North Carolina State University

North Carolina State University’s College of Veterinary Medicine graduated its first class in 1985, making the CVM one of the younger veterinary programs in the nation.

The highly-regarded House Officer Program offers one- to three-year internships or residency training in more than 20 clinical specialties and the Clinician Scientist Training Program prepares veterinary researchers. NC State is unique among veterinary colleges with an on-site Teaching Animal Unit that operates as a working farm and provides all DVM students hands-on instruction with large animals and exposes all students to basic agriculture principles and farm technology. 

The Veterinary Health Complex at NC State is a major referral center and more than 27,000 patients are diagnosed and treated annually by clinicians. These patients are often seriously ill and require the best that veterinary medicine offers. This care is delivered with compassion for patient and owner, a hallmark of the program. The patient case load also allows for instruction and the opportunity for clinical trials that advance animal health and well-being.

Since its inception, the NC State CVM has focused on six program areas: Companion Animal Medicine, Food Supply Medicine, Biomedical Research, Ecosystem Health, Equine Medicine, and Animal Welfare. Through these areas, the College prepares the next generation of veterinarians and veterinarian scientists, conducts bench and clinical research to solve animal and human health problems, addresses critical ecosystem and public health issues, helps protect the U.S. food supply, and promotes a clearer understanding and appreciation of the human-animal bond that is at the center of these concerns.

The NC State College of Veterinary Medicine is ranked third in the current U.S. News and World Report survey. 

  • 1975—Official founding date of NC State University’s College of Veterinary Medicine. Founding Dean Terrence Curtin begins to assemble the program.
  • 1980—The 180-acre campus, located near downtown Raleigh, is completed and includes an 80-acre Teaching Animal Unit or working farm.    
  • 1981—First class begins DVM program.
  • 1985—First class of 35 students graduates.
  • 1992—Founding Dean Curtin retires; Oscar Fletcher becomes Dean.
  • 2004—Dean Fletcher returns to the faculty; Warwick Arden becomes Dean.
  • 2004—Dr. Matthew Breen’s laboratory helps decode the canine genome. Dr. Breen sequences the opossum genome in 2007 and the lizard genome in 2011.
  • 2005—The 100,000-square foot College of Veterinary Medicine Research Building is dedicated on the emerging Centennial Biomedical Campus.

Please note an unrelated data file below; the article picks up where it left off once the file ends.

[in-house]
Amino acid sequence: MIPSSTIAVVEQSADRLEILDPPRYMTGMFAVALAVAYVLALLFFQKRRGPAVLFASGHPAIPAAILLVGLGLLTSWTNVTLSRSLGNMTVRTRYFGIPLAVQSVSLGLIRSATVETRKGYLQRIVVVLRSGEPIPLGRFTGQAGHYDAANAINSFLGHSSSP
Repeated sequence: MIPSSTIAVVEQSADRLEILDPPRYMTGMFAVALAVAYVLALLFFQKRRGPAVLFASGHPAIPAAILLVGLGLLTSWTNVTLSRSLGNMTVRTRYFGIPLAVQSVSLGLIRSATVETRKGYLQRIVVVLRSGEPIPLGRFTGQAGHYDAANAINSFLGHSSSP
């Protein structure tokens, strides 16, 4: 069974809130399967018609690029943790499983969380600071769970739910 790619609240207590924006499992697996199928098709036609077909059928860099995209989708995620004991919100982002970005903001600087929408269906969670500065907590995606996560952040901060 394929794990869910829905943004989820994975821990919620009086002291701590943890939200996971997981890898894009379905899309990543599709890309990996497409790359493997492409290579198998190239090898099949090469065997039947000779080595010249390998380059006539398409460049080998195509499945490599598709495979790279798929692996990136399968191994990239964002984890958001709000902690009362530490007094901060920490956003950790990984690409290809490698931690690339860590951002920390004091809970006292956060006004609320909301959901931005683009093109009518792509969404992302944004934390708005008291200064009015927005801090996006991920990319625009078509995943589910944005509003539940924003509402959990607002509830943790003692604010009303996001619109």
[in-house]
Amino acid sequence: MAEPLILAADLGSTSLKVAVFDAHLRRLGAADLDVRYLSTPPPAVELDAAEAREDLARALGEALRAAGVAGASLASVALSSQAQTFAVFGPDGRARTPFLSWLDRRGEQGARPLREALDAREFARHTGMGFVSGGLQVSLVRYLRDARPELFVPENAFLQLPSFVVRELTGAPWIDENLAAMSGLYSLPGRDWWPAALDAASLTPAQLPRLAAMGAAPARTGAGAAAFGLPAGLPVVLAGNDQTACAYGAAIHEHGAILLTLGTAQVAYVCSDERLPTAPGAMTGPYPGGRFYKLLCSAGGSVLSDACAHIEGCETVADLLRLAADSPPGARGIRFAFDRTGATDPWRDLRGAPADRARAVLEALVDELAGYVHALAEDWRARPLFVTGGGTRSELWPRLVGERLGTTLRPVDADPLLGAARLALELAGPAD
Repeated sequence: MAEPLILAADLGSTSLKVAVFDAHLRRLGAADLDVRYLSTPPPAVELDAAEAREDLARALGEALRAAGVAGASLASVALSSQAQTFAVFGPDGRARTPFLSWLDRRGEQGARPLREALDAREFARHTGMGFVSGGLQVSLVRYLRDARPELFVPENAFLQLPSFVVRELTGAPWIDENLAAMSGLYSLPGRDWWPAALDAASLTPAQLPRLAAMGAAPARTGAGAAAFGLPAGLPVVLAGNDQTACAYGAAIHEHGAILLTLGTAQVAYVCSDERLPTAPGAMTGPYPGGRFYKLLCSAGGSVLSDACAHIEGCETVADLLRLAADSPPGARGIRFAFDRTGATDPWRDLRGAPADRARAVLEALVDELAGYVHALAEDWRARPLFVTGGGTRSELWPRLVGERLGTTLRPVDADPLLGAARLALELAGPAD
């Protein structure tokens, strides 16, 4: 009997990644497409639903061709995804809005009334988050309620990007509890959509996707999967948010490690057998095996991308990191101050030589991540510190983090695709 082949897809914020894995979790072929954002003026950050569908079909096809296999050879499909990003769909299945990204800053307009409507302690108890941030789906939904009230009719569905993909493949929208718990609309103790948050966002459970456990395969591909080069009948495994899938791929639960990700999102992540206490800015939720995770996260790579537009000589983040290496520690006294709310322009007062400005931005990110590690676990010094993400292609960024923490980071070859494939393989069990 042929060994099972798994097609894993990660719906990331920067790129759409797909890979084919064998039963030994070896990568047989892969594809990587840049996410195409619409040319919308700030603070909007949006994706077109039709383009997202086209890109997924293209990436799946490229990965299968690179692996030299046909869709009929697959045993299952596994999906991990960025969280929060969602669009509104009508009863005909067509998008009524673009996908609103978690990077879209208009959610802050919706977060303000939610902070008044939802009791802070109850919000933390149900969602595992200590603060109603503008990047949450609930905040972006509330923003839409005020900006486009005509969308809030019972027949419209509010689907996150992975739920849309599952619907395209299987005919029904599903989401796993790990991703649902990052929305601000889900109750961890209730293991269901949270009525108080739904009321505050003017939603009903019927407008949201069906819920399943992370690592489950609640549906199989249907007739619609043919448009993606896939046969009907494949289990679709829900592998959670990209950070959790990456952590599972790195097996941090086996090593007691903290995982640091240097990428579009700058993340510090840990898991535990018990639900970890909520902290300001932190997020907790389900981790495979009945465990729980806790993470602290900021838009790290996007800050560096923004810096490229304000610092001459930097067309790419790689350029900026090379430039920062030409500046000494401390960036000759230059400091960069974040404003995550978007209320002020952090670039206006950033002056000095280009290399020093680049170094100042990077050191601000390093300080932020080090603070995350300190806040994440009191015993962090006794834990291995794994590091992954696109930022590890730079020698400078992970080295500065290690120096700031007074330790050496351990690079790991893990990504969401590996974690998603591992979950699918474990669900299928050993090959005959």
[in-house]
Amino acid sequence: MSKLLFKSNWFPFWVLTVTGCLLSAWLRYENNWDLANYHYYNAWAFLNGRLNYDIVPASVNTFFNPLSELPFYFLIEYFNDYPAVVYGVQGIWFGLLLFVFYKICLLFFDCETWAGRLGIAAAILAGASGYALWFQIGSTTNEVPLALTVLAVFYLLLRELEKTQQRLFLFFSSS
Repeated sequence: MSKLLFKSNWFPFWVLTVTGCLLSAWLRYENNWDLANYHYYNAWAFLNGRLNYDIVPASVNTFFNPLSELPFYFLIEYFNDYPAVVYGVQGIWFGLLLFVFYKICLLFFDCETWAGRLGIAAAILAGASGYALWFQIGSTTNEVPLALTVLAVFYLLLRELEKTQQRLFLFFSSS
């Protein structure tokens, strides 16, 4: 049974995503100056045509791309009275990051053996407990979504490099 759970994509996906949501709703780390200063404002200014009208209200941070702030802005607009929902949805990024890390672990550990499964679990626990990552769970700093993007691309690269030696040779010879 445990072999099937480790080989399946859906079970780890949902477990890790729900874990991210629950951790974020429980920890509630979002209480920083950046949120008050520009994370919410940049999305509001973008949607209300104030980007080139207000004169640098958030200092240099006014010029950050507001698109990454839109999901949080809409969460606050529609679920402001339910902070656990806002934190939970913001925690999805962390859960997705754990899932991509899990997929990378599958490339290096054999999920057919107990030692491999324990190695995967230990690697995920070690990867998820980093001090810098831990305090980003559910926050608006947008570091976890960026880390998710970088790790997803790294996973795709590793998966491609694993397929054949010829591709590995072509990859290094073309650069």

• 2005—Dr. Greg Lewbart pioneers laser surgery on a fish (koi) for a segment on the PBS program NOVA Science NOW.
  • 2005—Dr. Denis Marcellin-Little performs first true osseointegrated implant surgery—live bone continuing to grow into a custom-made prosthetic limb—on cat George Bailey. Osseointegration creates a strong, permanent bond between living bone and the implant, which is anchored into the bone.
  • 2006—The Center for Comparative Medicine and Translational Research with its focus on collaborative One Health investigations is created. At present, the CCMTR has 160 center members representing 26 departments from five NC State colleges, scientists from five other research universities, and research partners from private, state, and federal agencies in nearby Research Triangle Park.
  • 2007—Dr. Steven Suter begins performing canine bone marrow transplant procedures as NC State becomes first university to offer the procedure in a clinical setting.
  • 2008—Dr. Denis Marcellin-Little and researchers in the NC State College of Engineering use 3-D computer modeling to design and manufacture an osseointegrated prosthetic limb for dog Cassidy.
  • 2009—Dean Arden appointed NC State University interim provost and executive vice chancellor; David Bristol becomes Acting Dean.
  • 2009—First Responder Program created that requires students to be trained as credentialed emergency responders in order to receive the DVM degree.    
  • 2011—The 110,000-square foot Randall B. Terry, Jr. Companion Animal Veterinary Medical Center is dedicated; the original Veterinary Teaching Hospital becomes the Veterinary Health and Wellness Center to provide additional client out-patient services.
  • 2012—The Veterinary Medicine and Engineering team designs, manufactures, and implants a total knee replacement for cat Cyrano.   The knee is believed to be the first totally articulated and osseointegrated prosthetic knee. To date, the transdermal osseointegration procedure has been performed on eight companion animals.
  • 2012—Paul Lunn appointed Dean.
  • 2013—The Randall B. Terry, Jr. Companion Animal Veterinary   Medical Center is named one of nine Level 1 Veterinary Trauma Centers in the United States by the American College of Veterinary Emergency and Critical Care.